Oh sweet son of mine,
We've shared a lot of tears this past year haven't we?
From the moment we first met, there was pain and sadness between us. Both of us loud, neither of us quite ready to meet, it felt like everything was wrong except that we were sharing oxygen. There was loss as the hopeful moments-of-meeting passed into present reality and completely failed to meet my expectations. Or even half of them. Or even one of them. [Okay maybe one and it is a big and important one that I won't forget because not all mama's have this honor: you were breathing and your heart was beating.]
I had dreamed of this moment for years.
As I served many mamas bring their little loves into the world, as I documented with my camera a multitude of births, as I witnessed so many babies being placed on mama's chest for that magical-meeting-moment... the victorious conquer of birth, I envisioned my own magical-moment of meeting a biological baby. I dreamed of the day I would be the conquerer and I would have a bare baby be delivered from my body and placed onto my bare chest, concluding with a sigh of relief. Sweet tears. Victory.
Our meeting wasn't magical. I did not feel victorious. I felt pain.
Our meeting was sad. And I hate that. I hate that when I think about your birth, it is blank. I hate that it was traumatic. I hate that I cry when looking at the pictures from our days of fighting to bring you into this world. I hate that there are a lot of moments I missed.
I hate that I hate it and that I am not wholly healed and don't look upon the losses with joy; that I am not invincible or perfect. I hate that people don't understand, so much so that I can barely trust anyone to talk about it with, for fear of them crushing my tender heart with their insensitive responses and misunderstanding and avoidance of joining me in the sad parts of life. I hate that people don't get it. It's lonely.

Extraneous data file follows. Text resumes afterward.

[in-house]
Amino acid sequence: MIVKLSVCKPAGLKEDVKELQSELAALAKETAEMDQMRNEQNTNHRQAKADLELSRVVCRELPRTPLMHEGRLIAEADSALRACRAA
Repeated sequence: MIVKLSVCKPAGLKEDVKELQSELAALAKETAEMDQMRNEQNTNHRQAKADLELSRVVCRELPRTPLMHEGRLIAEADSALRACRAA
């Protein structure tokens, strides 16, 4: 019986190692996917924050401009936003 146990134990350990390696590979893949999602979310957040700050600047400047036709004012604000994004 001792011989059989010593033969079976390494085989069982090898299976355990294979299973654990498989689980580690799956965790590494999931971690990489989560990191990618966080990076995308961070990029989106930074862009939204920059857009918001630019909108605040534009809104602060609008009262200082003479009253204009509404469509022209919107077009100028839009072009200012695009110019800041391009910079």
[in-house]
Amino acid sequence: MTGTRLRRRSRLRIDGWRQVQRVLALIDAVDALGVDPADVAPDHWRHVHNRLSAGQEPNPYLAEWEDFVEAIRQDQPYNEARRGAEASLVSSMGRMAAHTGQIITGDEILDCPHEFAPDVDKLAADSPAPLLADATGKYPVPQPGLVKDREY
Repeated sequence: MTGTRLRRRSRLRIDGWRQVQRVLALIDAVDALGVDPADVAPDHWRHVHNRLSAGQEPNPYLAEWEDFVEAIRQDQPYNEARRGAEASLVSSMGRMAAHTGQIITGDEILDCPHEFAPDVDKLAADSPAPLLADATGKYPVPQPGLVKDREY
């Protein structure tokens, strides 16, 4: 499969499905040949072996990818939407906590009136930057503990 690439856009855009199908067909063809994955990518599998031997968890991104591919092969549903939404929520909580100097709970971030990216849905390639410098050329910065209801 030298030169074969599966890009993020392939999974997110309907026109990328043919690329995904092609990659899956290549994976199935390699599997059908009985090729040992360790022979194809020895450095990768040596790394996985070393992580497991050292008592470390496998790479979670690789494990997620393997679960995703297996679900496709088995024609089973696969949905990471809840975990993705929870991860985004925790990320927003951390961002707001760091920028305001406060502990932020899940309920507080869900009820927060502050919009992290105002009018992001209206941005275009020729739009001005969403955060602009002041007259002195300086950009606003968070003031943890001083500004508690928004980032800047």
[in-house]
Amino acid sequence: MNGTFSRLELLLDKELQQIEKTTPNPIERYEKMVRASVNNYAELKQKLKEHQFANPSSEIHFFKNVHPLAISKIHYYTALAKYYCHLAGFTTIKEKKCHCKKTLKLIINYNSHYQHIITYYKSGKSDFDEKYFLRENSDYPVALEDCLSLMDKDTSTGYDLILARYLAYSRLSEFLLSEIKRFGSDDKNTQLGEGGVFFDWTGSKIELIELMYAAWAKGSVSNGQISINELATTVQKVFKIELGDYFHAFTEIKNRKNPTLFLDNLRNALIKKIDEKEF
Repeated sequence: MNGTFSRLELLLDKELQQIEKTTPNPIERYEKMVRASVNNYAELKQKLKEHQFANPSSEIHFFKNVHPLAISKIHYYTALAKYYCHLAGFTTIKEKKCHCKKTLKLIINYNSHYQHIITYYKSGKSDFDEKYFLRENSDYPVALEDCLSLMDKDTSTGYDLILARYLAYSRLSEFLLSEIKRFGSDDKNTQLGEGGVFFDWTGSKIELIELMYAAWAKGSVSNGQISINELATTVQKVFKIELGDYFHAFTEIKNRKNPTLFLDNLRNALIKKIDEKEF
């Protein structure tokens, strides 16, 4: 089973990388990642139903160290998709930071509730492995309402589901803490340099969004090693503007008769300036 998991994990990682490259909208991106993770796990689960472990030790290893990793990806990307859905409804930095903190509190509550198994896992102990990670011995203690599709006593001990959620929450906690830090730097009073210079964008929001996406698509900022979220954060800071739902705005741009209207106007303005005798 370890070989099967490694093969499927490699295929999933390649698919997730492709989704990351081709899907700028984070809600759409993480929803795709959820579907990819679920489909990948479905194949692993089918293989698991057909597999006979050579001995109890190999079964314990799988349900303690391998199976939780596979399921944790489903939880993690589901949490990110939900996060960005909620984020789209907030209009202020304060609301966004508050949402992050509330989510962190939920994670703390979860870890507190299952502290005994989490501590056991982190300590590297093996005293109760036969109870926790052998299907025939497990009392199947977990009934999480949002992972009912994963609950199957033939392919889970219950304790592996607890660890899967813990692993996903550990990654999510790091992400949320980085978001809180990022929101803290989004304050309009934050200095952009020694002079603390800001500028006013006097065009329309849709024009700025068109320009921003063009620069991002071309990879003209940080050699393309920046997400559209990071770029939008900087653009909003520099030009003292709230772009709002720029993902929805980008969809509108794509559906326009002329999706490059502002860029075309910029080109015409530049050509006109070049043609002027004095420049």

It all was so out of my control. I hate that it was out of my control. I hate that I can't go back in time and change it.
It's ironic and unfair, you know? How I served laboring women for years and was completely confident that if they listened to their body and did All The Right Things, it would go well and right and beautifully. Sure, birth is unpredictable and I "knew" that but I also believed it was relatively controllable. But.. sometimes birth and our bodies are uncontrollable in the most ridiculous ways.
As I continue to process and grieve, to mull it over with my counselor and your dad, I find myself trying to change it. Because if I can change it, then I will feel in control. If I could have done something different in those days of laboring and delivering, if I could have been in control, then I would feel better about blaming myself. Maybe I wouldn't feel so guilty about how sad I am. None of it really makes sense when I say it out loud.
Why is there a lack of permission to feel the real feelings? Why are we so quick to brush over people's pain and assume they aren't "clinging to Jesus" if they are being honest in their grief and admit that they aren't entirely happy about a situation/circumstance/whatever?
I still catch myself trying to change it in my head.